The historic 3D model
comes to life
For centuries, technology has been influencing the way people engage with the world and shape the course of history. In 17th and 18th-century France, large-scale 3D maps—painstakingly built by hand down to the most intricate details—were the most advanced mapping technology of their time. They were considered such valuable strategic tools that leaders like Napoleon and King Louis XIV considered them military secrets and hid them from public view.
The Musee des Plans-Reliefs in Paris is home to more than 100 of these historic relief maps that have withstood the test of time. But the star of the collection is the model of Mont-Saint-Michel—a rocky headland off the Normandy coast with a Benedictine abbey that’s an architectural marvel in its own right—presented by monks to Louis XIV in 1709.
Fast-forward 300 years, and a HoloLens experience is now bringing these technological feats to life for a new generation in France. And for the first time ever, the model travelled outside of France to the Museum of History and Industry (MOHAI) in Seattle, where it was on display for the public.
To create the HoloLens experience, Microsoft partnered with innovative French technology companies. Iconem, which specializes in digitizing cultural heritage sites in 3D, recreated the Mont-Saint-Michel model and site using a process where artificial intelligence process hundreds of thousands of photos—taken by drones and cameras on the ground—to render models that are so precise, they look fully photo-realistic. HoloForge Interactive then used these 3D renderings to build the mixed reality experience that takes viewers back in time.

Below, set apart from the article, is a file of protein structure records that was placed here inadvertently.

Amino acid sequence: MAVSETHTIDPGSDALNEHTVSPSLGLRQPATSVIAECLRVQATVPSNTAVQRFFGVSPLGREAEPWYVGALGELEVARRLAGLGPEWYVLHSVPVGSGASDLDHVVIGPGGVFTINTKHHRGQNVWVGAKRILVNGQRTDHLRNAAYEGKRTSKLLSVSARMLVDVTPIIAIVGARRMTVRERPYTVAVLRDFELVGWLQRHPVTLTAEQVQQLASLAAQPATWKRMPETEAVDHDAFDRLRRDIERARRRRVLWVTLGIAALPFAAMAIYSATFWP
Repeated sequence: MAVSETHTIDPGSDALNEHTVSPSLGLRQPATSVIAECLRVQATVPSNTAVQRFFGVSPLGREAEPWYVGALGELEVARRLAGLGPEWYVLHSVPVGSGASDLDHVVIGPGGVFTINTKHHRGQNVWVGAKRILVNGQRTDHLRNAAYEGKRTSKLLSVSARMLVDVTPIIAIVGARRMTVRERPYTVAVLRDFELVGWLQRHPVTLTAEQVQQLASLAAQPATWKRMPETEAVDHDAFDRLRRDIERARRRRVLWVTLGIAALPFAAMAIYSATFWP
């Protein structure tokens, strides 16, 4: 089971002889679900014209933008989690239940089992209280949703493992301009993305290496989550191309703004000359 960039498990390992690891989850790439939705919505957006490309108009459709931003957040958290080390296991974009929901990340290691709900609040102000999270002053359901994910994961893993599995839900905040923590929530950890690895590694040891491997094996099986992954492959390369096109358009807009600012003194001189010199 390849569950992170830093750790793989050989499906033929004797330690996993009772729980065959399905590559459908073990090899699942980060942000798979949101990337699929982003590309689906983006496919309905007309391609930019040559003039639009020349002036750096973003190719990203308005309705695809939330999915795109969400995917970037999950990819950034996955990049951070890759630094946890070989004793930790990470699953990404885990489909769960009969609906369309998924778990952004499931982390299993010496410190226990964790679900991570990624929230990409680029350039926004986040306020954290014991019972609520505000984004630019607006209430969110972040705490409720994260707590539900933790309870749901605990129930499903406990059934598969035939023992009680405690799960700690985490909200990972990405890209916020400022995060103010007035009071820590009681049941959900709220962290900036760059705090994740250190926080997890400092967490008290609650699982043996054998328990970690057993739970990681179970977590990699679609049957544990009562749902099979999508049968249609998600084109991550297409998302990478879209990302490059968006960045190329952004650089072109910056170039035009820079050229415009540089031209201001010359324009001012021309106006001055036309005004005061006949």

In bringing Mont-Saint-Michel to life in holographic form, they unlocked a more vital kind of storytelling for museums and cultural institutions. It helps them better engage tech-savvy audiences while preserving and revitalizing cultural heritage for new generations—a driving force behind Microsoft AI for Cultural Heritage.
This is the beginning of a new era for cultural mediation, and we need to make it accessible to everyone: museums, mediators and visitors.
And for MOHAI, it’s an exciting opportunity to bring this “crown jewel” of the royal collection to modern audiences. “We’re honored to share the unique experience born of innovations both past and present,” says MOHAI’s Executive Director, Leonard Garfield.
Through this partnership, Microsoft hopes to build a bridge between past, present, and future—and along the way, use digital technology to preserve heritage, empower museums, and make cultural experiences accessible to all.